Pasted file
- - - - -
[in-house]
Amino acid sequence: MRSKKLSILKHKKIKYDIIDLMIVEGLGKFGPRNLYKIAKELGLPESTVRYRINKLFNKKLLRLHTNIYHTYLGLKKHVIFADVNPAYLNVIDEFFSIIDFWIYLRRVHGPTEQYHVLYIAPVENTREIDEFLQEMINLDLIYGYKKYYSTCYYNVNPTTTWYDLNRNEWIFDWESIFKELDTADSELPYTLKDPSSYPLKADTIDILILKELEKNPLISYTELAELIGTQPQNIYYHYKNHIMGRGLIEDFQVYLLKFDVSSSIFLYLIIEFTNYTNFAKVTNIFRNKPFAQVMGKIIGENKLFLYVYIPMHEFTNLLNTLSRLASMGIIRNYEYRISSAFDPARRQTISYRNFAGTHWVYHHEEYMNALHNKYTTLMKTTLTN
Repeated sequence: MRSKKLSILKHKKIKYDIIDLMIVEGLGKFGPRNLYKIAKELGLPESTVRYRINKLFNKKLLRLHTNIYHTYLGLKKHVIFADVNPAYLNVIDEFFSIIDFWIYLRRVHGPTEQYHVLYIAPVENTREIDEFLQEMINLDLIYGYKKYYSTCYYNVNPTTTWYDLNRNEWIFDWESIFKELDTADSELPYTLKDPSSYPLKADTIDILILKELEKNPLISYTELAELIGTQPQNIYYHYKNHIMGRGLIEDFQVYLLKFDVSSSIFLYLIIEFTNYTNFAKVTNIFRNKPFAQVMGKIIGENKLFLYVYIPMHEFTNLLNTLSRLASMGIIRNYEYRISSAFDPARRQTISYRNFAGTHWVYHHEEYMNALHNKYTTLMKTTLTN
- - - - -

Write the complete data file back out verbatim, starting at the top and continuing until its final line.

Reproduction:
[in-house]
Amino acid sequence: MRSKKLSILKHKKIKYDIIDLMIVEGLGKFGPRNLYKIAKELGLPESTVRYRINKLFNKKLLRLHTNIYHTYLGLKKHVIFADVNPAYLNVIDEFFSIIDFWIYLRRVHGPTEQYHVLYIAPVENTREIDEFLQEMINLDLIYGYKKYYSTCYYNVNPTTTWYDLNRNEWIFDWESIFKELDTADSELPYTLKDPSSYPLKADTIDILILKELEKNPLISYTELAELIGTQPQNIYYHYKNHIMGRGLIEDFQVYLLKFDVSSSIFLYLIIEFTNYTNFAKVTNIFRNKPFAQVMGKIIGENKLFLYVYIPMHEFTNLLNTLSRLASMGIIRNYEYRISSAFDPARRQTISYRNFAGTHWVYHHEEYMNALHNKYTTLMKTTLTN
Repeated sequence: MRSKKLSILKHKKIKYDIIDLMIVEGLGKFGPRNLYKIAKELGLPESTVRYRINKLFNKKLLRLHTNIYHTYLGLKKHVIFADVNPAYLNVIDEFFSIIDFWIYLRRVHGPTEQYHVLYIAPVENTREIDEFLQEMINLDLIYGYKKYYSTCYYNVNPTTTWYDLNRNEWIFDWESIFKELDTADSELPYTLKDPSSYPLKADTIDILILKELEKNPLISYTELAELIGTQPQNIYYHYKNHIMGRGLIEDFQVYLLKFDVSSSIFLYLIIEFTNYTNFAKVTNIFRNKPFAQVMGKIIGENKLFLYVYIPMHEFTNLLNTLSRLASMGIIRNYEYRISSAFDPARRQTISYRNFAGTHWVYHHEEYMNALHNKYTTLMKTTLTN